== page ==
Spoiler Alert Blog | Food Waste


Reduce and Recover: Harvard's Save Food for People Conference

Ricky Ashenfelter
Ricky Ashenfelter

Our thoughts on the Save Food for People conference banner with banana in background

Last month, the Harvard Law School, along with the U.S. EPA, Massachusetts Department of Environmental Protection (MassDEP), and RecyclingWorks Massachusetts, hosted an event called Reduce and Recover: Save Food for People to promote food waste reduction and food recovery.

Nearly 350 attendees from the food waste industry gathered to discuss how to reduce food waste 50 percent by 2030. The event focus on the top two tiers of the Food Recovery Hierarchy: source reduction and feed hungry people.

Watch the recordings from the conference.

EPA-Food-Recovery-HierarchySource: Harvard Food Law and Policy Clinic

3 Key Observations from the Save Food for People Conference

Our team had the opportunity to attend the full three-day conference. We were beyond thrilled that this event was taking place to bring together food waste innovators from across the country and internationally to advance a very important discussion around what has now become its very own industry. But we were even more proud that this convening was taking place in our backyard in Cambridge, Massachusetts.

The conference brought together many old friends we’ve worked with since the very beginning of Spoiler Alert, as well as enabled us to create new relationships with organizations and individuals who have inspired us from afar. We were especially excited to see Spoiler Alert users involved, such as Ashley Street Teaching Kitchen, Lovin' Spoonfuls, Daily Table, Food for Free, and Food Link. A month later, here are some of our reflections.

1. For profit and nonprofit entrepreneurs needed — coast-to-coast.

We were thrilled to be surrounded by peers and partners tackling America’s waste problem, particularly during the entrepreneurship-oriented first day of the conference. This included friends at Imperfect Produce, Food Donation Connection, Misfit Juicery, Hungry Harvest, and many others bringing a fresh spin on innovation. The energy was infectious and a great reminder of how continuous collaboration between for-profit startups and nonprofit initiatives is needed.

Additionally, the conference highlighted the need for innovation around business and revenue models. We particularly enjoyed the discussions around value-added processing (including the work being done by Baldor Foods, Commonwealth Kitchen, Philabundance, and Food Shift), the push for food rescue organizations to be better compensated for their great work (similar to other transportation and waste service providers), as well as thinking through innovative ways to engage the transportation industry in food recovery to make use of empty trucks on long and short backhauls.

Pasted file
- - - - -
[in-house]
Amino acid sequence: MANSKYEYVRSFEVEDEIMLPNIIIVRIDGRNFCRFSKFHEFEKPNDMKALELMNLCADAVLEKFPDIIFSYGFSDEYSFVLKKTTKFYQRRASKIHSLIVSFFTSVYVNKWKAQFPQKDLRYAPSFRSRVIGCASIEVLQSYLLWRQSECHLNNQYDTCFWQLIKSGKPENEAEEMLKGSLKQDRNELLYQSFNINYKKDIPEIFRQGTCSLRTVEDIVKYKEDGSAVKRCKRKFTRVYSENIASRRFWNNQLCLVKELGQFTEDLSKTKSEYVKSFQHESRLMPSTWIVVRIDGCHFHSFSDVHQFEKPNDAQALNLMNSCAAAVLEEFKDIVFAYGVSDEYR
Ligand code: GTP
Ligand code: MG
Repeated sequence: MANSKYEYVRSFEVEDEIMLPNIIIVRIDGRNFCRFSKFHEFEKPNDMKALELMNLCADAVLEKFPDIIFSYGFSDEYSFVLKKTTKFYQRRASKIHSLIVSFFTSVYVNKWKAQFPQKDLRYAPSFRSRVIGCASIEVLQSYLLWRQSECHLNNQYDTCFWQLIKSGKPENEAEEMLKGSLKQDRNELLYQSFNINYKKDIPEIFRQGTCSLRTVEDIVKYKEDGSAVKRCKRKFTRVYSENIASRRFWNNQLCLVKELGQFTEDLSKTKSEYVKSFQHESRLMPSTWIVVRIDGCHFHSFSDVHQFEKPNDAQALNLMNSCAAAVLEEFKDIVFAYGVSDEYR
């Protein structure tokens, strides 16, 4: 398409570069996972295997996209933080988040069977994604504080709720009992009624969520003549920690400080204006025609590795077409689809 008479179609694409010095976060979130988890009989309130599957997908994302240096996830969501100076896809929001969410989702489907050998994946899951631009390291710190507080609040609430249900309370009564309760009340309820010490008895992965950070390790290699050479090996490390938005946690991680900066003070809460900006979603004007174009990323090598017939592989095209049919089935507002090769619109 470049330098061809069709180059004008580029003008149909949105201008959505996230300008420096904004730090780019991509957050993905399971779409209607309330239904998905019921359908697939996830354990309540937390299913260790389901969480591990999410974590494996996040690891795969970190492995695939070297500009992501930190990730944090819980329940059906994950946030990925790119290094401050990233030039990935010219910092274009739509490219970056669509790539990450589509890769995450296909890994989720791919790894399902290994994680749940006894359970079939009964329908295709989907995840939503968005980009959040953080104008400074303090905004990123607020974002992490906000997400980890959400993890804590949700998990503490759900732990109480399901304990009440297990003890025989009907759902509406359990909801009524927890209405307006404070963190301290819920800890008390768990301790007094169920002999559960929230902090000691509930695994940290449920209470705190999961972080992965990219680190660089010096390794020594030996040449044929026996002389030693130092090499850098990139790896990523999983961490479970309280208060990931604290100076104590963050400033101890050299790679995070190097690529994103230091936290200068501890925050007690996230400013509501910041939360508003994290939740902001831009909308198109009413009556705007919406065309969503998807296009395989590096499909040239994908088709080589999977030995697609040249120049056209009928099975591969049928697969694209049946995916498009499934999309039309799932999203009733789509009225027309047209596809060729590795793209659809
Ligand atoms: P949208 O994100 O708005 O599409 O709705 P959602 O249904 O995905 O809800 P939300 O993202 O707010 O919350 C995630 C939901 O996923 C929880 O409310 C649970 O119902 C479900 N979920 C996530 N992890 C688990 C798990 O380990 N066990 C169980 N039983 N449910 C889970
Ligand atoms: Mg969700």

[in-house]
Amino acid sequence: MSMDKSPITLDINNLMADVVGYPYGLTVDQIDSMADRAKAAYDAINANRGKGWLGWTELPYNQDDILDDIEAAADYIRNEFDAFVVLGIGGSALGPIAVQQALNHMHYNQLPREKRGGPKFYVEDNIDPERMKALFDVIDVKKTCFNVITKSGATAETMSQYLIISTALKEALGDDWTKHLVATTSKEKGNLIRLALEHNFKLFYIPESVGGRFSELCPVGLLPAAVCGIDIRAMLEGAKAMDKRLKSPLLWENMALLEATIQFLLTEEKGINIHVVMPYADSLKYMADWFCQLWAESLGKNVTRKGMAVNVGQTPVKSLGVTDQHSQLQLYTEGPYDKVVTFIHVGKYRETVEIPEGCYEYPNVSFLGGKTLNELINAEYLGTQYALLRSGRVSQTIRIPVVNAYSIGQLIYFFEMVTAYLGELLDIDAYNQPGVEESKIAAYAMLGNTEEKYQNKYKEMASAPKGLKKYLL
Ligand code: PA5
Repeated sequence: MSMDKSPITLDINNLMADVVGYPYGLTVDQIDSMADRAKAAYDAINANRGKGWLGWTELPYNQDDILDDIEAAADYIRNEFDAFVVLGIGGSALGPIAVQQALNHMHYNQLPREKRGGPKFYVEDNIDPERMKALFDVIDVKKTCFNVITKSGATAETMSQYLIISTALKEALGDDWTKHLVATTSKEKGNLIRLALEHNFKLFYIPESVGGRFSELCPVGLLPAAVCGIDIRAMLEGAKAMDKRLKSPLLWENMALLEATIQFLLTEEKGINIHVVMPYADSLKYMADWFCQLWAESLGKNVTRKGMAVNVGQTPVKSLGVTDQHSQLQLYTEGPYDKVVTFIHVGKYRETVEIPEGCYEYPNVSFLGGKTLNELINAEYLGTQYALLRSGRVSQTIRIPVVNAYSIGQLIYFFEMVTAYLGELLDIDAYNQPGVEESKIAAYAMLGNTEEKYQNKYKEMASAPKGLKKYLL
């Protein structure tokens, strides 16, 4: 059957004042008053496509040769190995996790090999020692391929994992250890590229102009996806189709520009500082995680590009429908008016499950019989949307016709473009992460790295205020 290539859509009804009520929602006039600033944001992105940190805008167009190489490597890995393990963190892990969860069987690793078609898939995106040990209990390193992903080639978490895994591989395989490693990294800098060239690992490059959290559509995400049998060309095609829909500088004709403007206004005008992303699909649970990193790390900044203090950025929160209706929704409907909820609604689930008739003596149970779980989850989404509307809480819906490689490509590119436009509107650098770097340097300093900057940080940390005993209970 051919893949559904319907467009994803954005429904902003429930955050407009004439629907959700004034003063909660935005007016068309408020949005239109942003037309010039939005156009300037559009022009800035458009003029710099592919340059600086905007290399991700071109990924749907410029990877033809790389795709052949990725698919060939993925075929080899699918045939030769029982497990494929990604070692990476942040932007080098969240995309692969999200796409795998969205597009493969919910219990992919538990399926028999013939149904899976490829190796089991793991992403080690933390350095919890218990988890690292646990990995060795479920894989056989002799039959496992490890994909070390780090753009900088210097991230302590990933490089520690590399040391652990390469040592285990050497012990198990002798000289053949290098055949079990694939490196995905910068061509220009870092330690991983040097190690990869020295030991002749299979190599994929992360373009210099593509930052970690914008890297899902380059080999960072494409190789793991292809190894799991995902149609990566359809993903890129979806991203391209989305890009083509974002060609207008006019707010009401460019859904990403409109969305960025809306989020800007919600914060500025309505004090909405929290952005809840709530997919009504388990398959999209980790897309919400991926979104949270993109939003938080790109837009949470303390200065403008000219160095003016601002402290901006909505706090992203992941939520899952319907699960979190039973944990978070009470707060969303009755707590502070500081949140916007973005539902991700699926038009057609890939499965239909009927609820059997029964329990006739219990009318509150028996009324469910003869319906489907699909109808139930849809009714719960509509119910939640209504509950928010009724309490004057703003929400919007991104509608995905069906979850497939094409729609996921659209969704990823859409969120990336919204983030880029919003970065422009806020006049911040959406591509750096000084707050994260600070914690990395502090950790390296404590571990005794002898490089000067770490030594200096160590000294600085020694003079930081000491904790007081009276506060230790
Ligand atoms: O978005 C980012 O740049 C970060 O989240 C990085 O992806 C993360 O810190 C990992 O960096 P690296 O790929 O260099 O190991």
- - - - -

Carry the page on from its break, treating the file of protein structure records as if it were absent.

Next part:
2. Practice what we preach.

Almost all of the food at the conference was “recovered” - meaning it came from sources where it otherwise would have gone to waste. This equaled about 1,000 meals fed to nearly 350 attendees, driven in large part by the efforts of Sustainable America. Spoiler Alert helped source breakfast items from Boston Organics, Daily Table, and Iggy’s Bread.

This initiative was beyond appropriate for the audience - which included Tristram Stuart, architect of the Feeding the 5000 movement. We are hopeful this will serve as a source of creativity and inspiration for pulling off similar initiatives — in large-scale format or at home.

3. More industry representation needed.

In order for the energy of these types of conferences to be translated into action, more stakeholders from the food industry and America’s leading food corporations will need to be engaged in the future. We were thrilled to see attendance from some great companies - including Baldor Foods, Bon Appetit, Whole Foods, BJ’s Wholesale, Panera, Hannaford  -  and are eager to see representatives from other leading manufacturers, distributors, and retailers at next year’s conference.

Post-Conference Coverage

Following the conference, the Huffington Post launched their “Reclaim” campaign, a series on food waste and its impact.

For more coverage, see these articles:

  • “Save Food for People”: Hundreds gather at Harvard to discuss urgent need for food waste reduction | Waste Dive
  • How to feed 350 food waste experts | Sustainable America Blog

A big thank you to Emily Broad Leib and her team at the Harvard Food Law and Policy Clinic and RecyclingWorks Massachusetts for allowing us to be part of the dialogue.